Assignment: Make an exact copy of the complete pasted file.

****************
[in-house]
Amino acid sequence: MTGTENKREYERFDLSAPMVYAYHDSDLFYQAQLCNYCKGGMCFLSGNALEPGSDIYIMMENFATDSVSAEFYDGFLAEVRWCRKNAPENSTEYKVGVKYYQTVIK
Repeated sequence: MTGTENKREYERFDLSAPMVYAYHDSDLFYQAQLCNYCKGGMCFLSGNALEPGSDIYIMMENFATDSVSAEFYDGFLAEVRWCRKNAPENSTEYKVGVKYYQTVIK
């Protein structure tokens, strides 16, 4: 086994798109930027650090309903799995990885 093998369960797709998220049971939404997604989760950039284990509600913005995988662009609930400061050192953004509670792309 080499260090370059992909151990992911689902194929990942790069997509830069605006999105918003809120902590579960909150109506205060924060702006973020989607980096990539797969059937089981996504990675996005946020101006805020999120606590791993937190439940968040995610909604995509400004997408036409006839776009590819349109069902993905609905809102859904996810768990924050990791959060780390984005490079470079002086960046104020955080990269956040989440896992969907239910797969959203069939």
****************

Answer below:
[in-house]
Amino acid sequence: MTGTENKREYERFDLSAPMVYAYHDSDLFYQAQLCNYCKGGMCFLSGNALEPGSDIYIMMENFATDSVSAEFYDGFLAEVRWCRKNAPENSTEYKVGVKYYQTVIK
Repeated sequence: MTGTENKREYERFDLSAPMVYAYHDSDLFYQAQLCNYCKGGMCFLSGNALEPGSDIYIMMENFATDSVSAEFYDGFLAEVRWCRKNAPENSTEYKVGVKYYQTVIK
């Protein structure tokens, strides 16, 4: 086994798109930027650090309903799995990885 093998369960797709998220049971939404997604989760950039284990509600913005995988662009609930400061050192953004509670792309 080499260090370059992909151990992911689902194929990942790069997509830069605006999105918003809120902590579960909150109506205060924060702006973020989607980096990539797969059937089981996504990675996005946020101006805020999120606590791993937190439940968040995610909604995509400004997408036409006839776009590819349109069902993905609905809102859904996810768990924050990791959060780390984005490079470079002086960046104020955080990269956040989440896992969907239910797969959203069939």